Jumbo Mortgages, Jumbo Headaches - WSJ.com
Anything bigger is called a "jumbo" loan -- and not only is the government ignoring this segment of the market, so are lenders, few of whom are originating or refinancing jumbo mortgages. The reason: Jumbo loans are too large to be guaranteed by a government-backed mortgage agency, such as Fannie Mae or Freddie Mac, meaning banks assume the risk if the loan goes bad. In the current lending environment, few banks want to take on any risk.
That's hurting borrowers like Pete Zipkin, who's the kind of affluent customer that banks once coveted. The 35-year-old technology executive -- who says he has a spotless credit record and at least 20% equity in his home -- has come up empty-handed in his search for a jumbo mortgage of more than $1 million for his recently built five-bedroom home in Alamo, Calif., near San Francisco.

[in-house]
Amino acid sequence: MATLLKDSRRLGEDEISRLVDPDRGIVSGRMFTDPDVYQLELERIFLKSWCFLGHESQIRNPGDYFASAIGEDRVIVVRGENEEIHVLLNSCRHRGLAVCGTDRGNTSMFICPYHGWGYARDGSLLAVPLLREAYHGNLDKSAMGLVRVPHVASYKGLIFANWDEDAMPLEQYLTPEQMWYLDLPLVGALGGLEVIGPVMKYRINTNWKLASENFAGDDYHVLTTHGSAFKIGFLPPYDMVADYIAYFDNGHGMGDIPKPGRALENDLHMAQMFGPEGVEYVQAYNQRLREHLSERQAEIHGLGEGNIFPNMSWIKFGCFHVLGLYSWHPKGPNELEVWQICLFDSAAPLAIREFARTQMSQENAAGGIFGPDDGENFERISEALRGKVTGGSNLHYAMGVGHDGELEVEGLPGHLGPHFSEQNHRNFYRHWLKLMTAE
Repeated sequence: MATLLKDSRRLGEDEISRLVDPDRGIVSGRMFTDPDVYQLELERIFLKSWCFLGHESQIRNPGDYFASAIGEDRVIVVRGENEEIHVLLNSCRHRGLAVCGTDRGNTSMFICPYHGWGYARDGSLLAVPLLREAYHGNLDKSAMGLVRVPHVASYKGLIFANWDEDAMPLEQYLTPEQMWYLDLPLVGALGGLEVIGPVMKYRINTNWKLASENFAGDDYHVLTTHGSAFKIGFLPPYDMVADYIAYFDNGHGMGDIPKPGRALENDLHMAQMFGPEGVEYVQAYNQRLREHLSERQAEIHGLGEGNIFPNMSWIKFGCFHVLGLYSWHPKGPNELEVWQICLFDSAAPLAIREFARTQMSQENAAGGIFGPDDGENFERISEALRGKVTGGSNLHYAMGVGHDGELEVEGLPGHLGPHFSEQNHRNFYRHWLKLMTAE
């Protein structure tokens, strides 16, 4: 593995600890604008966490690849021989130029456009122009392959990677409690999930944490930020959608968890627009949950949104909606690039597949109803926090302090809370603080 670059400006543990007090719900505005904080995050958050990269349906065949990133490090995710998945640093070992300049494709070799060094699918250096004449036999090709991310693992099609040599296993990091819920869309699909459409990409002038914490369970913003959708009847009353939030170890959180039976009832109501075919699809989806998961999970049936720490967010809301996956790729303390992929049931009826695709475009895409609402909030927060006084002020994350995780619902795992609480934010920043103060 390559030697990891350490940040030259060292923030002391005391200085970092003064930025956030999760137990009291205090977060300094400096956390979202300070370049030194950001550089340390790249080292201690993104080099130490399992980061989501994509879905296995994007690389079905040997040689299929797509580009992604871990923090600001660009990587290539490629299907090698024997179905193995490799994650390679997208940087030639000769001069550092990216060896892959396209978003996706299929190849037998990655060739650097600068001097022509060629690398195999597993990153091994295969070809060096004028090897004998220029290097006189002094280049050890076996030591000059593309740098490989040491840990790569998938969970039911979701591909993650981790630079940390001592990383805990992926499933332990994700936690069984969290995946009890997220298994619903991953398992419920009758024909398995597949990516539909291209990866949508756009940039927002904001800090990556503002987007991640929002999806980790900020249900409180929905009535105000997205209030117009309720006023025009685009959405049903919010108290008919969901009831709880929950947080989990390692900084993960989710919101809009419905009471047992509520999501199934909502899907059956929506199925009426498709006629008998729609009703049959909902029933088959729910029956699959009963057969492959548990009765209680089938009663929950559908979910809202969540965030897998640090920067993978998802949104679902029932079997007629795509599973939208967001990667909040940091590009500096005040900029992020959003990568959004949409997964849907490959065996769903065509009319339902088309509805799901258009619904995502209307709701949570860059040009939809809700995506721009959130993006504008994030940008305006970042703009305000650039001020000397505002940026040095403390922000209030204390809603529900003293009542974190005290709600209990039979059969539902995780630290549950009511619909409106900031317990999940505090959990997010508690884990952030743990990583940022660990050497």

Unable to find a fixed-rate mortgage when his construction loan expired last fall, Mr. Zipkin now has a variable-rate loan that adjusts monthly. The rate is currently 5%, but it can go as high as 12%. He says banks have turned him down in part because they are worried about falling home prices in California, even though price declines in Alamo, where the median home price is $1.3 million, have been less severe